0:44:38:90 Pamela D Wilson: Situations can become more demanding when elderly parents rely on children for all of their care. Caregivers may feel guilty calling attention to the declines in health witnessed in aging parents. This is a point where communication and asking for the involvement of parents in decision-making is critical.  If you’re not a good communicator we are going to talk about communication skills and how to become a better communicator in the last part of this show so stay with me.

0:45:13:36 Pamela D Wilson:  When parents are unaware of the options available, they may dig in their heels out of fear of the unknown. Caregivers can do the same. Isolation can be a factor of resentment when we want to distance ourselves from people causing stress in our lives. Hanging onto feelings of resentment and anger can lead to feeling more anxious, stressed, or depressed. These feelings combined may lead to avoiding the issue. If thinking about it makes us feel bad—talking about it, especially if aging parents disagree—may feel even worse.

0:45:51:74 Pamela D Wilson: Caregivers become stuck in this spiral of fear and hesitancy. Let’s begin with the idea of forgiveness. Forgiveness isn’t only about saying the words, “I forgive.” It’s about making the mental decision to let go of negative feelings and stop dwelling on the past. By releasing feelings of resentment, anger, frustration, the goal is to find empathy and compassion for the challenges of the situation. Life is difficult for everybody. Ending resentment towards parents is a choice that can be made.

0:46:30:46 Pamela D Wilson: In the process, caregivers can also forgive themselves for allowing a care situation to move to the point of resentment towards parents. Moving past resentment towards parents means letting go of expectations. Expectations go both ways. Ask if your parent is willing to change the behaviors that cause irritation for you. Make your needs for appreciation or recognition clear.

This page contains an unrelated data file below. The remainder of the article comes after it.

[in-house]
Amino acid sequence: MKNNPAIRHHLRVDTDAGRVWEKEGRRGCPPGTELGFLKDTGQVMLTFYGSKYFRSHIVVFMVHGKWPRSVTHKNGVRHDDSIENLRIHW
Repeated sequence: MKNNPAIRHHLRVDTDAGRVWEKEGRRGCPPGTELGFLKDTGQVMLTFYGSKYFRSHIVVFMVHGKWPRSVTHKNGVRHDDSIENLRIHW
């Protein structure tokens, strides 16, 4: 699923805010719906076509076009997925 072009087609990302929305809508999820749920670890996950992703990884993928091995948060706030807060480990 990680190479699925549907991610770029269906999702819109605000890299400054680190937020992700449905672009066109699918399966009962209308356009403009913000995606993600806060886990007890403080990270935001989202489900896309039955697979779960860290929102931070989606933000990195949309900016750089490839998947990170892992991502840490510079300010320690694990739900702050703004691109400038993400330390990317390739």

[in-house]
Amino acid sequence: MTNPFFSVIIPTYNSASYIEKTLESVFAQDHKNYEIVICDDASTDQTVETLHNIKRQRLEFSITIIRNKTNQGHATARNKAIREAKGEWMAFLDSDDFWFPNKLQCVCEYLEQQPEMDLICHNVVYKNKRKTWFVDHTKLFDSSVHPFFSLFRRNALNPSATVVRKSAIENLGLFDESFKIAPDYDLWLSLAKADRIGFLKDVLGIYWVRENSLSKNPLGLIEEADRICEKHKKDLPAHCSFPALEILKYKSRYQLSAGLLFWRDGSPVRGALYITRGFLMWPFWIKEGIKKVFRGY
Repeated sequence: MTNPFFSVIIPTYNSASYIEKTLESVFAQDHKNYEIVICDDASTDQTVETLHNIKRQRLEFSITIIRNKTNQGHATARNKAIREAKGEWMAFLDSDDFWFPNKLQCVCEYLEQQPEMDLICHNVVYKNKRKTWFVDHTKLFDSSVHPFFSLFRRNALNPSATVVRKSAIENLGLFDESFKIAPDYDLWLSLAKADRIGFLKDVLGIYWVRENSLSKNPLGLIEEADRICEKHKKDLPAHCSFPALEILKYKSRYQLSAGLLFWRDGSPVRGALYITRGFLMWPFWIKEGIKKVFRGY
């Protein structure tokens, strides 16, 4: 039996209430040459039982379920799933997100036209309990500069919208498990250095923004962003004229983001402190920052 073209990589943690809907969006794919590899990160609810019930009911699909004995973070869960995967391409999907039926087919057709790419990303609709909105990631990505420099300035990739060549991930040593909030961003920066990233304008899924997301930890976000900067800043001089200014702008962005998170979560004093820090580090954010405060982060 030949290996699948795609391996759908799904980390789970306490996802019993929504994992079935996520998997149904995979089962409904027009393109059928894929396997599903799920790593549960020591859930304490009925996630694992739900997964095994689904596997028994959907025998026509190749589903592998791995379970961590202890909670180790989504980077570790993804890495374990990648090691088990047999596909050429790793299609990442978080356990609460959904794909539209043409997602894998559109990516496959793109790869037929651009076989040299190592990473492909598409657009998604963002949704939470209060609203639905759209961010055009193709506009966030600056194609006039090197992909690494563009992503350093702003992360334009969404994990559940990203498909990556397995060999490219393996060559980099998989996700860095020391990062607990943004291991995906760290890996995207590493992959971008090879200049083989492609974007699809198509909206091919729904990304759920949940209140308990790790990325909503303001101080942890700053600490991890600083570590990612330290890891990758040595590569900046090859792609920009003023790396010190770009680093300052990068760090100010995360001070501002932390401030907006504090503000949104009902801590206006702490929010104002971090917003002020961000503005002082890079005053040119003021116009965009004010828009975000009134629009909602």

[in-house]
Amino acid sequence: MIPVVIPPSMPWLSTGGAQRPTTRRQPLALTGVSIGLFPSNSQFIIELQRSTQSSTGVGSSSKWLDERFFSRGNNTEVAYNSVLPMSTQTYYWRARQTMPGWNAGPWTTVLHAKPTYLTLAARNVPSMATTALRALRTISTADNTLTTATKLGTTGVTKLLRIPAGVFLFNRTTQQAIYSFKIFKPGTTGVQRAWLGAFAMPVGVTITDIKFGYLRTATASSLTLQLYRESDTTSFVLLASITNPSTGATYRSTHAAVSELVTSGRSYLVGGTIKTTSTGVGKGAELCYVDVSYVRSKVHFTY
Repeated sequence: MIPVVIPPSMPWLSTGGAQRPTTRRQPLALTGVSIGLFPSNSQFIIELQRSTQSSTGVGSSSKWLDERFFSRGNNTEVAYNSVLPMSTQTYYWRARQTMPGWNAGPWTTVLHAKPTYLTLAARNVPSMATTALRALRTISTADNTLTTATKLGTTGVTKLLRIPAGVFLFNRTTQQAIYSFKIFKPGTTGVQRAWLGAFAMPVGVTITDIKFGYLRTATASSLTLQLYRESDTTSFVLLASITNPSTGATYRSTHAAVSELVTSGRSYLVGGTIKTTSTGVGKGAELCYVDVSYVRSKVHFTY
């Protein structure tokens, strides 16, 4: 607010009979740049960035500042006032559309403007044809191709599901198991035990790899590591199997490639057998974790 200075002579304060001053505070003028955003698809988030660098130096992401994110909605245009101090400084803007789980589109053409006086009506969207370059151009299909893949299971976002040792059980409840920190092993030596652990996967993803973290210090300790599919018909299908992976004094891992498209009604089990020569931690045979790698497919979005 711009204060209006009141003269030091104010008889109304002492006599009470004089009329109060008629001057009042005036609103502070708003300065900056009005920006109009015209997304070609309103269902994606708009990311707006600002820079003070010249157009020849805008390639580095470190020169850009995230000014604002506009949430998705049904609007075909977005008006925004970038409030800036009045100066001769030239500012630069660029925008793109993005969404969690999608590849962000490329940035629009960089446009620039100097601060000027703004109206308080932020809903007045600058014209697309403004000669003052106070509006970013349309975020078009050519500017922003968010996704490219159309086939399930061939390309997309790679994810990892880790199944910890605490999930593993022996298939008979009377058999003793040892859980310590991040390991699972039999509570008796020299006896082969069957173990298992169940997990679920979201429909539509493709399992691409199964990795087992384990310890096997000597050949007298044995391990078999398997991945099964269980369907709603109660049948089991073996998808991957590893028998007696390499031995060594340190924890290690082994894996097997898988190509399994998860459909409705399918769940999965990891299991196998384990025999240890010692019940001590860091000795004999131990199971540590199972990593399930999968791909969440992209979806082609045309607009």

0:47:00:16 Pamela D Wilson: Maybe your request is to limit phone calls while you are at work or ask your parent to be more independent about specific activities. Perhaps your recommendation is to have every other weekend off of caregiving responsibilities. Recognize too, though, that your elderly parent may have requests for you. Do your best to prioritize what is important to both of you and see if there is a way to come to a middle ground.

0:47:30:28 Pamela D Wilson:  Offer forgiveness for the relationship getting so far off track. The act of forgiving can be like re-setting or re-starting a relationship when you are willing to do the work and have a forthright discussion that may initially be very uncomfortable. How many of you are familiar with the singer Don Henley? Here’s a quote from him. “It’s an inside job to learn about forgiving. It’s an inside job to hang on to the joy of living.”

0:48:02:88 Pamela D Wilson:  And another quote from Albert Einstein. “Weak people revenge. Strong people forgive.” Caregivers are some of the strongest and most forgiving people I know.  Forgiveness allows the release of resentment or anger. The process can help gain insights into identifying the factors that played a part in creating the present situation. Fears about discussing caregiving stress because of a sense of duty or obligation or cultural or family pressures exist.